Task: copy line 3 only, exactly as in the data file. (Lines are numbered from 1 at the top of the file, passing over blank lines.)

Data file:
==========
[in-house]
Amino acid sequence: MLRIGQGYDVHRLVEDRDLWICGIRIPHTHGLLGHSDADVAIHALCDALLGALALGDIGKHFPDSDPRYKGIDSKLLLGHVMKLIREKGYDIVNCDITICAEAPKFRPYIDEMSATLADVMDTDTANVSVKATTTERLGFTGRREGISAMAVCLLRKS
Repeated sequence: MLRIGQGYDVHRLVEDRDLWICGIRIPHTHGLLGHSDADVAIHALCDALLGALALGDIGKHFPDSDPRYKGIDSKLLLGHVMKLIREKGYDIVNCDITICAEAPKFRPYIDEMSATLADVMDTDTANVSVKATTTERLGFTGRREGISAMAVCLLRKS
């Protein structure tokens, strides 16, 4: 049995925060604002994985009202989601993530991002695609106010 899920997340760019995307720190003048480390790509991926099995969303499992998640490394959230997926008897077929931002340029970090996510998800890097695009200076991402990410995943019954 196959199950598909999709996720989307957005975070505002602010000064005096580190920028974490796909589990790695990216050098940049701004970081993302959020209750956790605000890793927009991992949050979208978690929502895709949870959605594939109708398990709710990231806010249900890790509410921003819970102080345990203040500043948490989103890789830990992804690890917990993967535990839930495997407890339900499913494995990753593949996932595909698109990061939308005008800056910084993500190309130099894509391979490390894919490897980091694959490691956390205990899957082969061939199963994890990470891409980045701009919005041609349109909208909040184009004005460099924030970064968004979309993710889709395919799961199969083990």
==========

Repeated sequence: MLRIGQGYDVHRLVEDRDLWICGIRIPHTHGLLGHSDADVAIHALCDALLGALALGDIGKHFPDSDPRYKGIDSKLLLGHVMKLIREKGYDIVNCDITICAEAPKFRPYIDEMSATLADVMDTDTANVSVKATTTERLGFTGRREGISAMAVCLLRKS